1. The District Judge has disposed of the appeal on a point of law without deciding the issues of fact which are raised. Assuming that the execution of the lease by the late zamindar in the plaintiff’s favour was obtained by fraud, he has held that, with reference to the fifth issue, it is not open to the defendants now to raise the plea of fraud, because a suit by them to set aside the plaintiff’s lease would be barred by limitation.
2. The case cited by the District Judge certainly furnishes some authority for the view adopted by him Juqaldas v. Ambashankar I.L.R. 12 Bom. 501 Hargovandas Lakhmidas v. Bajibhai Jijibhai I.L.R. 14 Bom. 222 and Sundaram v. Sithammal I.L.R. 16 Mad. 311. In our opinion, however, this view involving the proposition that a party in possession may be affected prejudicially by the law of limitation is unsound and cannot be maintained.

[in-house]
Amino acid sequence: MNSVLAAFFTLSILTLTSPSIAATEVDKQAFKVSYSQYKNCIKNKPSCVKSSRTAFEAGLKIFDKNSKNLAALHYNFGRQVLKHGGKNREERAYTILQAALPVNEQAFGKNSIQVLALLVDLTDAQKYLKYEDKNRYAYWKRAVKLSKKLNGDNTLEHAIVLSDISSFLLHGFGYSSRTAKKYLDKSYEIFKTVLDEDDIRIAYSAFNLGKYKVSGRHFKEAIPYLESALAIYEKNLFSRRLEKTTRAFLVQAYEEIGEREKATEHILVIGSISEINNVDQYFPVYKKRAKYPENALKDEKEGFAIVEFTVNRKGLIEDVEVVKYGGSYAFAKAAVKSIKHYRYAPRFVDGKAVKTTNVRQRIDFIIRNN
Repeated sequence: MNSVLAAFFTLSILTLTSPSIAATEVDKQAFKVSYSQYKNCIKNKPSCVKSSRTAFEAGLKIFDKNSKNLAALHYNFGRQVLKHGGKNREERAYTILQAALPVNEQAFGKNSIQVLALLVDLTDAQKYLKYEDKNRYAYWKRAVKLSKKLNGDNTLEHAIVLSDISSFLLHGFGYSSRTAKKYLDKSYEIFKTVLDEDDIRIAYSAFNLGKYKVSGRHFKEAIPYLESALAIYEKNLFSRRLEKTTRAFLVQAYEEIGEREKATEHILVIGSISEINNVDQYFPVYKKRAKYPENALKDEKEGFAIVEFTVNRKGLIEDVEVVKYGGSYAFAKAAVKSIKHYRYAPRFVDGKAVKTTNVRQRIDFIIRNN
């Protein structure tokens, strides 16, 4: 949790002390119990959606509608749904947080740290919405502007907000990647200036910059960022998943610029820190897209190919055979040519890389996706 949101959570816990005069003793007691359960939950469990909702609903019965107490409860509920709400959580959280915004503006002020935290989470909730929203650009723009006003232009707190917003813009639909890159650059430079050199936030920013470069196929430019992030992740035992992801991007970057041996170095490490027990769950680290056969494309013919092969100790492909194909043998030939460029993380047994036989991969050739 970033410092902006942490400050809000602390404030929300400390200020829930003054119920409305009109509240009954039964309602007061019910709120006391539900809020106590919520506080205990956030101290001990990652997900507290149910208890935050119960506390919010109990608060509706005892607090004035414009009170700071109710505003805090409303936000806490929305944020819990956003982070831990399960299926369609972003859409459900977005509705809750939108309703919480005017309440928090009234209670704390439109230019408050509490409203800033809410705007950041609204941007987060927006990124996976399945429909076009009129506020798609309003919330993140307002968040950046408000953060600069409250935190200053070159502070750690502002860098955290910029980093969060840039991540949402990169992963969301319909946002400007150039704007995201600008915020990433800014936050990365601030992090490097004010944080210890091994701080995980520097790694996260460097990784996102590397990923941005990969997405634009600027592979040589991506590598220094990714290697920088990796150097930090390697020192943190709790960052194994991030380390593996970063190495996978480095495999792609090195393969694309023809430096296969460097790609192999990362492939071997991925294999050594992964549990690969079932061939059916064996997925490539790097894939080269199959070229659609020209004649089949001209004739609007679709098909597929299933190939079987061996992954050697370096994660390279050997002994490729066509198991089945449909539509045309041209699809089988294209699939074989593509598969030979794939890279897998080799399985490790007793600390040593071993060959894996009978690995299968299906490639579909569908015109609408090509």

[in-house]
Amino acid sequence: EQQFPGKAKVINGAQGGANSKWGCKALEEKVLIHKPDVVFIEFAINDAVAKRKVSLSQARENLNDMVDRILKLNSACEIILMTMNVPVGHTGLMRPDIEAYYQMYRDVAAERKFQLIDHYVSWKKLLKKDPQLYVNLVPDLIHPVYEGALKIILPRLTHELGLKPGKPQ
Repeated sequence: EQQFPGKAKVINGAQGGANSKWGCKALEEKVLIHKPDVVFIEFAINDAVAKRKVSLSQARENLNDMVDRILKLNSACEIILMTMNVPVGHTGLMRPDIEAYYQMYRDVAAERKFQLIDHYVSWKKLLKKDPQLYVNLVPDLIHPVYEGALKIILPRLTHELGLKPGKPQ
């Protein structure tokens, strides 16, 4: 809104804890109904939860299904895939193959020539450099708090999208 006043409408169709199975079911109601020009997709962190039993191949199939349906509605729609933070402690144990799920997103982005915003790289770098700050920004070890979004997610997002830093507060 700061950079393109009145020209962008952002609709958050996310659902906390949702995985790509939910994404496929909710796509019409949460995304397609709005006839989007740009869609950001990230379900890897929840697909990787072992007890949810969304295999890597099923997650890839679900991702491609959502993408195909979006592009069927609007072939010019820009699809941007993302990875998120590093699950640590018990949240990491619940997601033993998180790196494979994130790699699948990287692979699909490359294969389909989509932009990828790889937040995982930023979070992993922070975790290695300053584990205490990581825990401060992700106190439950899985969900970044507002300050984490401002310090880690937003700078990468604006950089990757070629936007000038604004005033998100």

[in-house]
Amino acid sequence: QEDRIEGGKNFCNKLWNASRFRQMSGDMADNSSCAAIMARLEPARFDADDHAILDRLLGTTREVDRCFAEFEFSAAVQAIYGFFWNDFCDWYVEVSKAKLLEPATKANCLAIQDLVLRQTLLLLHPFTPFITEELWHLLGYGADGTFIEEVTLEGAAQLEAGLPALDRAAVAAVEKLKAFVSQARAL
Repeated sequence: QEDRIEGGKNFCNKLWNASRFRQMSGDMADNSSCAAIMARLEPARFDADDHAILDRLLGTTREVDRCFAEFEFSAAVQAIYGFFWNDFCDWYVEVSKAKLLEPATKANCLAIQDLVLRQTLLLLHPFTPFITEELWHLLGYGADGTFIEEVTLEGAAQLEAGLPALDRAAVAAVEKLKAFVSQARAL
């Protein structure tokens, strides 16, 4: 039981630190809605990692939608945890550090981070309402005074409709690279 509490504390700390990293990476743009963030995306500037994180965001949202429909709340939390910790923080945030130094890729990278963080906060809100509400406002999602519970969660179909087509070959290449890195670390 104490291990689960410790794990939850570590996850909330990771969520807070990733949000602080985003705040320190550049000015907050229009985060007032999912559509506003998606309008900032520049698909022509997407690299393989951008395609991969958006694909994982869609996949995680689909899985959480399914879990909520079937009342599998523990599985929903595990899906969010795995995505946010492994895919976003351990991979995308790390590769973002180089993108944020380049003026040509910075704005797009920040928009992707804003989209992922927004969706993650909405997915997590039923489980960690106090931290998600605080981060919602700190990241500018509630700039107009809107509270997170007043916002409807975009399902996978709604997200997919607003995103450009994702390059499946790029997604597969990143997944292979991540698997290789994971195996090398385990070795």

3. The Act XV of 1877 is an Act relating to the limitation of suits and does not in terms refer to defences. Section 28 presupposes a person who by force of limitation has already lost his remedy by suit for possession, for such a person it declares that his right to the property shall be extinguished. To persons who are in possession and have had no occasion to sue for recovery of it, the section can have no application. If it was intended that the right to property should be lost in all cases where the time for enforcing the remedy had expired, Section 28 would have been unnecessary or would have been differently worded. In addition to the circumstance that defences are not generally brought within the scope of the Act see In re Marshfield L.R. 34 Ch. D. 721, the case of set off being an exceptional one, the principles on which the law of limitation is founded do not justify its extension to a case like the present Edmunds v. Wangk L.R. 1 Eq. 418. Generally the law of limitation operates against parties who have been guilty of delay and in favour of persons in possession. One of the main objects of the law is to quiet long-continued possession and to obviate the injustice which may ensue upon the enforcement of stale demands. Here the defendants, who for the purposes of this judgment may be identified with the zamindar, are in possession. Being in full enjoyment of the property, and not being attacked by the plaintiff, they had no occasion to seek for the judicial cancelment of the lease under which the plaintiff claims. If either party can be said to have been guilty of delay in prosecuting his remedy, it certainly was not the defendants, and it is they, rather than the plaintiff, who are likely to suffer by the lapse of time for the burden of proving the fraud, and thereby displacing the plaintiff’s title rests on the defendants. The construction which it is sought to put on the Limitation Act would tend to defeat the policy of the Act and to disturb rather than quiet possession see remarks of Jardine, J., in Hargovandas Lakhmidas v. Bajibhai Jijibhai I.L.R. 14 Bom. 222. In our opinion the defence which the defendants raise is not affected by the Act of Limitation and therefore the appeal must be remanded for trial on the merits. We must point out that the acts of the zamindar after the execution of the lease to the defendants can have no material bearing on the case. The question is whether after having notice of the fraud and before executing that lease, he elected to avoid the lease to the plaintiff or not to avoid it. If he made no election, the right to rescind remained to him. Clough v. London and North-Western Railway Co. L.R. 7 Ex. 35 and The Lindsay Petroleum Co. v. Hurd L.R. 5 P.C. 221. The decree must be reversed and the appeal remanded. Costs to abide result.